“I’m confident with the changing landscape in both houses that we’ll be able to get it done this time,” Jagler said. “Unfortunately, the families that are affected by this have had to wait another year.”

Teachers unions have general opposed the bill, as have some disability rights advocates who fear special needs students who used the scholarships to attend private schools would not receive services that public schools have to provide under federal law.

 

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SAA Releases Evidence-Based Policy Agenda

By John Forester | November 19, 2014

At a news conference this morning, at the Institutes for Discovery on the UW Madison campus, the SAA publicly released it’s evidence-based policy agenda.  Please find the links below to the SAA’s press release and Milwaukee Journal Sentinel news coverage.

Press Release

Milwaukee Journal Sentinel article

The SAA’s supporting documents can be found here or on our website on the right side under Advocacy Documents.

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Schools’ Broadband Costs Often High for Slow Service

By John Forester | November 12, 2014

​Interesting article by Rick Barrett and Erin Richards of the Milwaukee Journal Sentinel about the state of school broadband services in Wisconsin.

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Evers Introduces 2015-17 State Education Budget Request

By John Forester | November 10, 2014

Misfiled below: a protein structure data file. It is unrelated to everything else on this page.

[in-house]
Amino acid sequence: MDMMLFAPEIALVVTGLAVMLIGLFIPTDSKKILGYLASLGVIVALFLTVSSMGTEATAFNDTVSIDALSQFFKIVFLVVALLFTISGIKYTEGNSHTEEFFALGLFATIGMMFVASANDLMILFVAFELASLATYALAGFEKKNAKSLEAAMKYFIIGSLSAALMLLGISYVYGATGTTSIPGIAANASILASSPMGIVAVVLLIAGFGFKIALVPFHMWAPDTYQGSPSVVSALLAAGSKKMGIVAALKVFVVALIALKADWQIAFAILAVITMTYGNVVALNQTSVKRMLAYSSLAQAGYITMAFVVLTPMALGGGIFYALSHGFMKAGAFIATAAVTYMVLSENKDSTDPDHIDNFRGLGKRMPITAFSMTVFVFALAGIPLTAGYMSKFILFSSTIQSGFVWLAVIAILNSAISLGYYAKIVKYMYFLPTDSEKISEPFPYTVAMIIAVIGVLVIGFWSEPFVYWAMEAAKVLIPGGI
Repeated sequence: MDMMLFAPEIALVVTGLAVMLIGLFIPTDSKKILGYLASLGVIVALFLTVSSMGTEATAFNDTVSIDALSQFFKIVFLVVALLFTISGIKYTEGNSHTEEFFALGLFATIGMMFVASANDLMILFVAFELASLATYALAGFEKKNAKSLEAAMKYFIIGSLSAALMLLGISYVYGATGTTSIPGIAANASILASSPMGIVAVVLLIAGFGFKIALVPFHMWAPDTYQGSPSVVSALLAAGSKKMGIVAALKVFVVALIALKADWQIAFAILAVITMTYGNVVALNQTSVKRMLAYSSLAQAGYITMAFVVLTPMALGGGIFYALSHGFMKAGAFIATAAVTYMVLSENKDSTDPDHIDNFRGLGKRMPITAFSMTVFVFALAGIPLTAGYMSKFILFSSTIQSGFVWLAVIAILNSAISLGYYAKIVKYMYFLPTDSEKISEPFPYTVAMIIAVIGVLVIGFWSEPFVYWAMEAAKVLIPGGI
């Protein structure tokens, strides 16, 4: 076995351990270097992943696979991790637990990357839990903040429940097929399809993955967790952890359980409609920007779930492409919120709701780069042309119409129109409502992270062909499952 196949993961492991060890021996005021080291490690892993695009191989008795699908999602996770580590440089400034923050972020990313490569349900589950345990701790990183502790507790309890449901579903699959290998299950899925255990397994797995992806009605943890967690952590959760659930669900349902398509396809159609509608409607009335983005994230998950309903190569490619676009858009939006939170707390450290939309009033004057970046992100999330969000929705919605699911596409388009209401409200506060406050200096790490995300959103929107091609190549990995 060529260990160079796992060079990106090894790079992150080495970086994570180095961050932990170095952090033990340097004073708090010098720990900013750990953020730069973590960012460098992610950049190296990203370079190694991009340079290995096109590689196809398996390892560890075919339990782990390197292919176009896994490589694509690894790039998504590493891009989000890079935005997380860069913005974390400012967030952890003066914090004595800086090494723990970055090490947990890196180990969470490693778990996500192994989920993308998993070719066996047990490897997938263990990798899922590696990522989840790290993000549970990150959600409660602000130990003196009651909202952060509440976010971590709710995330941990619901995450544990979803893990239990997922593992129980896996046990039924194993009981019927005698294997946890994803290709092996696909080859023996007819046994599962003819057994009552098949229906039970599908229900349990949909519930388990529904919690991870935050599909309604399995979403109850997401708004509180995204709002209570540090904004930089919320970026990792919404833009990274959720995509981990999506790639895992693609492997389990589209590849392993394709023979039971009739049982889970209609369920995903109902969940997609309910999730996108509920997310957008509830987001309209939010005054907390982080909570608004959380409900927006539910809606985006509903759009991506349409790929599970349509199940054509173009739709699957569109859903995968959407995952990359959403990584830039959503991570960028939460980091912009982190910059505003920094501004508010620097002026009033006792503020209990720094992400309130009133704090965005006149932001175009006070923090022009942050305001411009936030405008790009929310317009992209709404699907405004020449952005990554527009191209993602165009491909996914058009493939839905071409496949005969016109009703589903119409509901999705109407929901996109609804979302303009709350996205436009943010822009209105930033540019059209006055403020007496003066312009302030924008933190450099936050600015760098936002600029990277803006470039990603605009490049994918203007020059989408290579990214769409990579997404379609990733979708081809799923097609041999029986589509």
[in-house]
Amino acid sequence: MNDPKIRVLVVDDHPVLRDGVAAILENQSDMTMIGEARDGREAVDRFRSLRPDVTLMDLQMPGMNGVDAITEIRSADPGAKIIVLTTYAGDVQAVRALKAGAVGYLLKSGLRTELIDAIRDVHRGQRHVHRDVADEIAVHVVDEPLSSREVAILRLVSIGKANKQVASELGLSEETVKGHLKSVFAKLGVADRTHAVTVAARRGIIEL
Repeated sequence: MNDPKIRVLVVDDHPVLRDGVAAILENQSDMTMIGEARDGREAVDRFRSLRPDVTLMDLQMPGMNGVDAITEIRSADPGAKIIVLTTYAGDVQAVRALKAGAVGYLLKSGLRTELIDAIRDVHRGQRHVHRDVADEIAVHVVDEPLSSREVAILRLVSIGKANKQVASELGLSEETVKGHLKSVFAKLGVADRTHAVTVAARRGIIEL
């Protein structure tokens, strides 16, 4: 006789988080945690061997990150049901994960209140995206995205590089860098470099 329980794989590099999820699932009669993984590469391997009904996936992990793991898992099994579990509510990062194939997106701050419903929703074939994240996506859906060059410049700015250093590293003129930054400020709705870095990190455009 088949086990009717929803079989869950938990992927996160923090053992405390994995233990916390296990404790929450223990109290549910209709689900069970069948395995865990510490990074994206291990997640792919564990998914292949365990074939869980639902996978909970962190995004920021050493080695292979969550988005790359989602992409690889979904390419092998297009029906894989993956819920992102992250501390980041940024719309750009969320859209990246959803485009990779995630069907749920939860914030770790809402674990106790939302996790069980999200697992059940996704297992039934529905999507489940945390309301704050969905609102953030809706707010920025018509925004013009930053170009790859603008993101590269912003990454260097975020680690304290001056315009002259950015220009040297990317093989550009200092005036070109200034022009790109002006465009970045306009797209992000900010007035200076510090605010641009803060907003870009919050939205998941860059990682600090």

“Across the state in school districts large and small, urban and rural, we’ve heard that Wisconsin’s school funding system is broken. It’s not serving our state well,” said State Superintendent Tony Evers as he introduced his 2015‑17 state education budget.​

See DPI News Release here.

See DPI Budget Request here.

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Legislature’s Agenda Grows More Conservative

By John Forester | November 10, 2014

Here is another article focusing on the tilt to the right in the Legislature and what that means for the agenda in the Capitol.  Please note the section on education issues.

 

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Preliminary School Referenda Results

By John Forester | November 6, 2014

The SAA has received preliminary school referenda results from the DPI.  There was a total of 53 referendum questions on the ballot in 38 school districts.

Twenty-four of those questions were for debt issuance with 15 passing and 9 failing.  Twenty questions were for exceeding the revenue limit (non-recurring) with 16 passing and 4 failing.  Finally, 9 questions were for exceeding the revenue cap (recurring) with 4 passing and 5 failing.

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MJS Editorial on Walker’s Ambitions

By John Forester | November 5, 2014

The Milwaukee Journal Sentinel posted an interesting editorial this afternoon on Walker’s ambitions for higher office and what that means for all of us.  The editorial essentially said that a governor at the pinnacle of his power like Walker is should use that power to forge consensus and tackle some very important issues for the state of Wisconsin.  One of those issues of course is to ensure adequate funding for K-12 education.  Here is what the Journal-Sentinel had to say about the school funding issue:

“Ensure adequate funding for K-12 education. Walker and the GOP-dominated Legislature cut state aid to schools by nearly $800 million in the 2011-’13 budget — the largest cuts in the nation that year. Walker claimed that Act 10′s “tools” (the law that gutted collective bargaining for most public workers) helped schools make up the difference. That’s debatable. What is less debatable is his insistence on establishing a second shadow public education system by lifting the 1,000-student cap on the statewide school voucher program. It would be costly and ensure that Wisconsin has not one but two underfunded public school systems. A fiscal conservative such as Walker should know better”.

Amen.